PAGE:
Archive for the ‘Spinal Stenosis’ Category


In its January 8th, 2015 issue, Becker’s Spine Review identified Dr. Eidelson as a “Spine Surgery Leader to Know“.

The article was part of Beckers ongoing feature series that identifies “surgeons to know” across America.

Beckers Spine Review is the leading publication covering the world of Spine Surgery in the United States.

To learn more about Dr. Eidelson

Hello Carmel and Monterey Community! I have expanded my care for spinal stenosis to Northern California. Now working at an office in Monterey County I am able to treat and educate additional people who want to retain an active lifestyle. After 25 years of research I am still convinced that the majority of people do not require surgery and respond nicely to other less invasive options. Options such as diet, limited medications, therapy and targeted injections. Should surgery be your last option, newer techniques allow for rapid recovery, less pain and increased mobility. I look forward to meeting new people across the country. For more information please visit

One of my greatest challenges and personal disappointments treating patients for 30 years is when I have failed to communicate the responsibility for the safety of a patient, which I believe is paramount. Manytime , there are choices for surgery that run from minor to major risks to a patient. Caring physicians look at the totality of risk factors prior to offering surgical choices. I have patients that are unaware of the association of smoking, obesity, hypertension, cardiac, pulmonary and a variety of other comorbitities that can lead to tragic consequences. I have seen examples of death and infections as well. In select cases, I try to stage solutions offering less invasive surgery to lower the risk of complications in high risk patients. Unfortunately results may be less then perfect, in higher risk patients, but most cases would allow a choice of additional procedures at a future time. I try to manage patients expectations so they never cross into the abyss and feel that they have no possibility of further recovery. I take complications and the results of surgeries extremely personal since I realize my patients have a choice in surgeons and they have put their trust in me.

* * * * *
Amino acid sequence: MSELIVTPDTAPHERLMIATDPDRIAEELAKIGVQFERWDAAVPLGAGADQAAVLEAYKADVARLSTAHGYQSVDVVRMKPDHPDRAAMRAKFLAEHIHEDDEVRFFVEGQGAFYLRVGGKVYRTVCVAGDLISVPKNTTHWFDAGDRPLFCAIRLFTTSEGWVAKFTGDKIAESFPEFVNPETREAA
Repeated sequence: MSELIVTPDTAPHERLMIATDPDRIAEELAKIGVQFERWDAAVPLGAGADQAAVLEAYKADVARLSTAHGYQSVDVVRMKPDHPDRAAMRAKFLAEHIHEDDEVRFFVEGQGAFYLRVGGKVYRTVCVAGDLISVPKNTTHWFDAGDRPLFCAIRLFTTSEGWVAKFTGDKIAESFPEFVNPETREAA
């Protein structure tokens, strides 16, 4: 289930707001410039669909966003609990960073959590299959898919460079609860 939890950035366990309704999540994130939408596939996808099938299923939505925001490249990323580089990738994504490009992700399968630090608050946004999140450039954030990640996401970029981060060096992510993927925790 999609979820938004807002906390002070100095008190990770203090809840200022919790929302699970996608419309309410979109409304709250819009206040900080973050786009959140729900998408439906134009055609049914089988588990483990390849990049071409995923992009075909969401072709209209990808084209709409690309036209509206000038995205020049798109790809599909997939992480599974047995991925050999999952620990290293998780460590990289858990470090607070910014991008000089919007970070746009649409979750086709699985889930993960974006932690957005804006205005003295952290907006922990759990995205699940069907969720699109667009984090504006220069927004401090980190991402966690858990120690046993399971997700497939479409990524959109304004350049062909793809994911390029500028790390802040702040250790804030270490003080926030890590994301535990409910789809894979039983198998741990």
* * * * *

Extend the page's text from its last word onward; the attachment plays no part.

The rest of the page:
Do yourself a favor and aak about your post- operative care. Who is going to make rounds and explain what was done. Surgeon tend to make smalll changes that are in the consent but can be confusing. I make this clear prior to surgery as each case is quite unique. Please also look at new section at top for consultation from outside the Florida area.

I am amazed how many patients are not adequately treated for neck or cervical disease. Many patients have weakness in their deltoids or numbness into their digits not realizing there is severe compression of spinal cord. Because their pain may not be as great compared to sciatica, useless amounts of therapy and neglect occur. Patients should know this pain and weakness relates to a combination disc herniation and secondary bone spurs that compress the spinal cord. A problem can lead to permanent loss off function. New surgical techniques using a microscope can give a great outcome if applied early in the care plan. Most patients are not properly evaluated or diagnosed. Know all your options!

The use of hardware in spinal procedures is very confusing. Patients need to have this explained in a way so they embrace the concept when necessary to stabilize the spine. Many patients with severe stenosis with leg pain have collapse of bone around the exit of the nerve roots and these devices keep the bone away from the the nerve when patients are walking.The goal is a much better quality of life after surgery which usually means less pain when standing or walking. Certainly, not all patients require these device when there is a less severe form of stenosis.

Operated on 95 year old patient with spinal stenosis and he left hospital 2 days. The newer technologies allow faster recovery and lower complications in such an extremely high risk patient. It still is very unfortunate that active senior delay due to fear the possibility of considerable pain relief and increase funtional lifestyle. Again, we tried every other option to no avail before making this difficult decision.Patients need to know all their options.

Age is not an issue rather quality of life for decisions regarding surgery. I operated on 95 year old doctor’s father who actually was up and left hospital second day after laminectomy and fusion three levels. He was still living in his own home and driving to places. I believe there many elderly patients that do not realize withproper planning and cautious surgery they can be helped. These patients do poorly with medication for pain.

I do recommend a less complex procedure if patients have complex co-morbitities such as cardiac requiring blood thinners. However, sometimes this will require taking them back for a second procedures if the results are not adequate rather then having one 4 or 5 hour first surgery. Safety ranks number one in my planning.

One of the most concerning complication of spinal surgery can be an infection. This reported problems can occur in 15 percent of elective surgeries requiring hardware such as rods and screws. I believe that if patients seek early contact with their surgeon the consequences can be minimized. Unfortunately, any delay can serious change the outcome. I give everyone of my patients my home and cell number for this very reason. Early detection can allow prompt initiation of antibiotics that can resolve the superficial wound infection from becoming a complex recovery.When a patient has redness or drainage that occurrs 1 vto 2 weeks after surgery they must become aggressive to let their surgeon know.